The Climb, pole pole
Our time finally comes. We get ready quickly, since we slept in most of our clothes already. All we had to put on was our outer shells, gloves, and hats. We start by drinking tea and eating cookies. Unlike every other meal, Amos warns us not to eat or drink too much. Our blood oxygen looks good and we start. Gabe has made another comeback. He had me worried last night, as he was really sick, but he gets dressed and jumps in line for the summit.
It is dark and we move like snails – zig zagging across the final 3000 vertical feet of the mountain. We are climbing with our guide, Amos, leading me, Luke, Gabe, and 2 other assistants in a single file. They carry the water and cameras both of which freeze before we get too far. We meet a large group of thirty climbers from the UK that camped a couple thousand feet above us. At the start they are laughing and have party lights on their backpacks as they pass us.
Amos is setting our pace and route pole pole (slow slow) is what he keeps saying. I can still breath with my mouth closed and talk; that didn’t last long. The next two hours I start laboring to breathe, and my heart rate spikes. I don’t want to look at anything but Amos feet staying close and trying to stay out of the head wind. I am still able to talk, but when I do I pay the price by taking me a few minutes to get breathing back under control. I can see the boys’ shadows from the headlamps behind me. I don’t look back anymore. I am now dizzy and have terrible cottonmouth. We have five liters of water in the guides’ packs, but the hose coming out is frozen. We get it broken loose and we look like we are nursing. We blow water back after we drink to keep the tube from freezing. The last 500 ft. are a group of refrigerator-sized blocks stacked on top of each other and very steep. I am more than dizzy now. I am in a surreal state, not talking. I hear Luke and Gabe struggling behind me. The guides start singing. Every block we climb up someone has left a pile of vomit. When we try to duck behind a rock someone has claimed it for a bathroom leaving a mess. We finally climb around the last group of large rocks and see the peak. Still dark, but starting to see the sky brighten.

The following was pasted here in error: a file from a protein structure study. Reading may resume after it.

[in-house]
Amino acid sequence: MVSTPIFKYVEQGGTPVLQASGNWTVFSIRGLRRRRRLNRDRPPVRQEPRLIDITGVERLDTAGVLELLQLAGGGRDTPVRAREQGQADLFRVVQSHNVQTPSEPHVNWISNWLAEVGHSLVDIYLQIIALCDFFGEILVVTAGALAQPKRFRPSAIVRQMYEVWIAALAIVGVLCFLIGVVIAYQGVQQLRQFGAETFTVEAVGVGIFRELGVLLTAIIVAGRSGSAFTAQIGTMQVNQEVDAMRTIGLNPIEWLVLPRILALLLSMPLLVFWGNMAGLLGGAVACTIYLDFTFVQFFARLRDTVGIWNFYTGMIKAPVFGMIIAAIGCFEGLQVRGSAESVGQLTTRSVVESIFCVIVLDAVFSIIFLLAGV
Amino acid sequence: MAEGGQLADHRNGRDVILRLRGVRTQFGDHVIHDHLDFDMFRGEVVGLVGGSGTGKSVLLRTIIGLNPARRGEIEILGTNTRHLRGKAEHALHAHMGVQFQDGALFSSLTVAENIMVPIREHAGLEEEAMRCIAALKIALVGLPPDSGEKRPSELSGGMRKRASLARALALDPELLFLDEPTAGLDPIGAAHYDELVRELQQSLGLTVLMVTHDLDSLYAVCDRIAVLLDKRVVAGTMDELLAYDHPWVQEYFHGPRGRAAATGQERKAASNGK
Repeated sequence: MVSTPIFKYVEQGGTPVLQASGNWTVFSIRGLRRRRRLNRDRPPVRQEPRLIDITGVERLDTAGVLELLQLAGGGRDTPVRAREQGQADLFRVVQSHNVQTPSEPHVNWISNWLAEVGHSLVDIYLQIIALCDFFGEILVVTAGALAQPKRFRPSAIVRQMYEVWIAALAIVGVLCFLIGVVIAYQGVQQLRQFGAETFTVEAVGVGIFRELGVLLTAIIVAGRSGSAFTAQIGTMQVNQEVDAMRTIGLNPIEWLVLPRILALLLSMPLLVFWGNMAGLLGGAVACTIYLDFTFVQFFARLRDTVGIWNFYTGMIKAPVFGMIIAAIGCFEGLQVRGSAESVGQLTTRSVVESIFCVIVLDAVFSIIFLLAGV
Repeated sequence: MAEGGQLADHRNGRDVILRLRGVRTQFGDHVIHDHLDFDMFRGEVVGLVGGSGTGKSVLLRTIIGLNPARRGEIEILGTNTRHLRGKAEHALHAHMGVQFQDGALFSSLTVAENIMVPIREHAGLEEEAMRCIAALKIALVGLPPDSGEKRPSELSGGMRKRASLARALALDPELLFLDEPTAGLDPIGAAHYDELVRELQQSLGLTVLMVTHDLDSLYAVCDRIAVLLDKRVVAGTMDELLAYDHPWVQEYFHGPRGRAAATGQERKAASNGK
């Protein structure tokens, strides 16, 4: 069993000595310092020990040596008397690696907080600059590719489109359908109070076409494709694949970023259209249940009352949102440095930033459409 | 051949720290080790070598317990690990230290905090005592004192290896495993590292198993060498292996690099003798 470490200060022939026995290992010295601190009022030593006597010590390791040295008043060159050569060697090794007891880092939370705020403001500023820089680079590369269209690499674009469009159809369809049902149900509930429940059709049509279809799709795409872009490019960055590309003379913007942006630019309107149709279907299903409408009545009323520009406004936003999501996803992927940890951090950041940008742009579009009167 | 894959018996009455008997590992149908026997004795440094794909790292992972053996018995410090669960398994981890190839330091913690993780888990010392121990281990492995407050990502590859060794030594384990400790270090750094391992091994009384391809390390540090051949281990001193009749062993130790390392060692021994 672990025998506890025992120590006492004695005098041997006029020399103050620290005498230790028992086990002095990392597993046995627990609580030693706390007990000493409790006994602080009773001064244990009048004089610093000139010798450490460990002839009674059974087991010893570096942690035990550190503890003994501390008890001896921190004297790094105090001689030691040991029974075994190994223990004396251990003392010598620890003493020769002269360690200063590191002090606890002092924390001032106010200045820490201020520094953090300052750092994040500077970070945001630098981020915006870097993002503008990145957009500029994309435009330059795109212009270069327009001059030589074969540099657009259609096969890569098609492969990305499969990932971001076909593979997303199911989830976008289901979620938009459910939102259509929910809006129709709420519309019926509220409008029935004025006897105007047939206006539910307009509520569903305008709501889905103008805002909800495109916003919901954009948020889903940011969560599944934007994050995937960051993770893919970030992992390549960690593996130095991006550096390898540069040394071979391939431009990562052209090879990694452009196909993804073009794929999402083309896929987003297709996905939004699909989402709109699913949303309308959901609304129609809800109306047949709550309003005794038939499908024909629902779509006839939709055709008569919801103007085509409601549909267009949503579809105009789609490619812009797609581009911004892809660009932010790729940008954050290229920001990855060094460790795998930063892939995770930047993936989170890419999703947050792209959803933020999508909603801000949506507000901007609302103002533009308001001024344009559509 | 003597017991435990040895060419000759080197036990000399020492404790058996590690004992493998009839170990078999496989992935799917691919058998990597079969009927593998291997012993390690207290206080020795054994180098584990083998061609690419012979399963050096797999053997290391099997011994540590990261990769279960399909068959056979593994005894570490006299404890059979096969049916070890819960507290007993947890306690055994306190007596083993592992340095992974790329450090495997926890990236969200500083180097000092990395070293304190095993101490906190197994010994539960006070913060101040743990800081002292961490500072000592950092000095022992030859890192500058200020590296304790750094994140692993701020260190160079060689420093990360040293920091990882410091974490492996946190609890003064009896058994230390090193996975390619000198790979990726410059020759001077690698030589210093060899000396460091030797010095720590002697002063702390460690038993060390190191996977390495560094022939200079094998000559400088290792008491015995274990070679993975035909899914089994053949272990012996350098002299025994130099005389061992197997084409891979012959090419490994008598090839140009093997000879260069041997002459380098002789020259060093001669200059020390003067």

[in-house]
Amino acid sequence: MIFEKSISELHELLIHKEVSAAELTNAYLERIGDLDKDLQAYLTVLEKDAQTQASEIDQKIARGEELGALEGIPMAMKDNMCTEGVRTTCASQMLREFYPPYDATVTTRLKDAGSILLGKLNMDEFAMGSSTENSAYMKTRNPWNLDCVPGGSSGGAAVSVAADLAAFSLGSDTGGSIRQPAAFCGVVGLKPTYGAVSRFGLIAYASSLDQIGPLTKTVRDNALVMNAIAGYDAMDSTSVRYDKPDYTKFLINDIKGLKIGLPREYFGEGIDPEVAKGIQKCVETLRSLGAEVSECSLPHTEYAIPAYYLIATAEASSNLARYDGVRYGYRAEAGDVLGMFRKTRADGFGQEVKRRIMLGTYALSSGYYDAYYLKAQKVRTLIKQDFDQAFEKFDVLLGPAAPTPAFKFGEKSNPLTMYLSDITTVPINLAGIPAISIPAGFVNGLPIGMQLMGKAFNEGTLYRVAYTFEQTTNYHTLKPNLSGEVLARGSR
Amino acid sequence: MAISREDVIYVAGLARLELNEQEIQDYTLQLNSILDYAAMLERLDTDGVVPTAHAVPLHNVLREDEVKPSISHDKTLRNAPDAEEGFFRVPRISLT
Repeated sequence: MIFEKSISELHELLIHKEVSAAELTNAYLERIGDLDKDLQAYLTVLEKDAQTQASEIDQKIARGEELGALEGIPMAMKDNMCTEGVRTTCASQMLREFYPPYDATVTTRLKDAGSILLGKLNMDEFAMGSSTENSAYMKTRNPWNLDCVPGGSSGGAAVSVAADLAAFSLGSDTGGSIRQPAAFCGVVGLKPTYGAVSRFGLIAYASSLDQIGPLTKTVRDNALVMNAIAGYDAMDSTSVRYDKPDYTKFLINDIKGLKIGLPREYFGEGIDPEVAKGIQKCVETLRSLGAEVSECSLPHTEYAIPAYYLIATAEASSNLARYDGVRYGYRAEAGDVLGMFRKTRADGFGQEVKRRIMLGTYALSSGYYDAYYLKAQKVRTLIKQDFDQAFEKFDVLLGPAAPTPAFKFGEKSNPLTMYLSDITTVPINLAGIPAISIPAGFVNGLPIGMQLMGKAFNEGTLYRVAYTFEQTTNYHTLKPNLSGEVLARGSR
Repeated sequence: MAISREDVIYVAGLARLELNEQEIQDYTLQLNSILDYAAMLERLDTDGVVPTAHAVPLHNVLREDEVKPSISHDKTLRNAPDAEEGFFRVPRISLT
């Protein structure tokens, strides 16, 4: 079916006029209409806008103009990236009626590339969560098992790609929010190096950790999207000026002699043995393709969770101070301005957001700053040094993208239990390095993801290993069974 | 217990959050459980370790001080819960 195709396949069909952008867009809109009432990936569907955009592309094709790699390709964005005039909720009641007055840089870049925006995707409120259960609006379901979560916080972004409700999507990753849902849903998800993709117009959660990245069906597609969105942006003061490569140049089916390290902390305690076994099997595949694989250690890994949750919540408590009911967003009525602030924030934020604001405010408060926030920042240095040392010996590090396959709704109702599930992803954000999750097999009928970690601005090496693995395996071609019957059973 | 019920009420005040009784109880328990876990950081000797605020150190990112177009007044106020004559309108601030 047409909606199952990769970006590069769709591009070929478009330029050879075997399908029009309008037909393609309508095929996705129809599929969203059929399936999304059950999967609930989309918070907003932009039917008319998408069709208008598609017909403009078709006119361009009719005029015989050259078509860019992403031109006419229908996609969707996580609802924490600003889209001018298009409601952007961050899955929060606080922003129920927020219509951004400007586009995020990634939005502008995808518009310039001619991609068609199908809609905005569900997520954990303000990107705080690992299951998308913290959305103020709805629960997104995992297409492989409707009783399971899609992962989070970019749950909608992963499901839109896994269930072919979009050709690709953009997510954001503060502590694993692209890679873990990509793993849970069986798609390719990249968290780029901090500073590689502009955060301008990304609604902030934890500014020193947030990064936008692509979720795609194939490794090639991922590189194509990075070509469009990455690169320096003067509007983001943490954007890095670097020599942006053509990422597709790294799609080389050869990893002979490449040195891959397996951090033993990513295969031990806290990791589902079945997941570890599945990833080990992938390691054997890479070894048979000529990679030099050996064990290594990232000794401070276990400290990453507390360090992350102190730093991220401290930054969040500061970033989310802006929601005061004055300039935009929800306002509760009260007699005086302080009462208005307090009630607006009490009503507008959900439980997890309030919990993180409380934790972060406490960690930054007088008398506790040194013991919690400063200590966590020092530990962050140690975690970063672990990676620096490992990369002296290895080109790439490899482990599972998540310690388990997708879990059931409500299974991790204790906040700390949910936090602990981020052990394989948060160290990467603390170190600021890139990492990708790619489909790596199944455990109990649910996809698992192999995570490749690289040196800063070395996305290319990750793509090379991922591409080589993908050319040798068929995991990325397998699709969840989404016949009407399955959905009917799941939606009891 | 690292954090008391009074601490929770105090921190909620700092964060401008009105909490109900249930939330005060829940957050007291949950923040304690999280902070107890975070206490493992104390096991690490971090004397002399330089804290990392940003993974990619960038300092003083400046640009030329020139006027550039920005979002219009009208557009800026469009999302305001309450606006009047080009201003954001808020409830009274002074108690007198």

We finally reach the summit and look into the glacier for a brief minute. The storm stops, and we can see people in every direction, most of them were in the high tent camps. We didn’t want to waste time so we take the quickest route. We ain’t having a party – no disco lights on our bags. In fact, we get our cameras and they are frozen. Our phones too. We are now met by half the UK group with their disco lights flashing. They aren’t having nearly as much fun as they were four hours ago. They had some of their group to turn back and wait behind some rocks until they split. Finally found an old camera to snap the pictures, as we stepped aside for the next group.
It looks like we chose a bad night. Our plan is to reach the summit by sunrise, watch the sunrise, and enjoy what we had just done, walking along the rim of the crater. It is now sleeting ice pellets blown by fifty mile per hour winds that are sandblasting my face; which visibility turns to shit. Luke and Gabe did great on the rocks and we are discussing our next move as Amos checks blood oxygen. Luke is low 50s, and he says he feels okay other than his heart feeling like it is going to explode but that’s normal. To complicate things even more, we look over the boulders, and Amos yells it’s the Chinese and we don’t want to be crossing trails up and down. Plus, we are in the wind exposed getting colder by the second.
We weren’t splitting up. It has been an adventure. We reached the summit, and now we have to get down to better air. Luke and Gabe are taken by the arms by Stoney and Antonio, and they jump hitting a gravel pit like an alpine skier. They skate down the steep part of the mountain, where I see them falling and rolling, but they are flying down. I, on the other hand, fell three or four times. Rocks are now snow covered, and my balance is bad, so I gave up and skied down the gravel. I start back on the zigzag path I came up, still winded and having to stop. I am maybe halfway to base camp and I see Gabe and Luke now on the flatter surface. They will be at base camp an hour earlier than me. We have one hour to get breakfast, then we continue four hours back to Horombo. This is the start of the 2-day walk out. We don’t eat and Amos is not watching our food and drink so we quit both. We try to sleep, but any type of sound sleep will not happen at this altitude. The good news is as we descend we start shedding layers, causing us to get warmer. We are very tired but we begin to breath easier.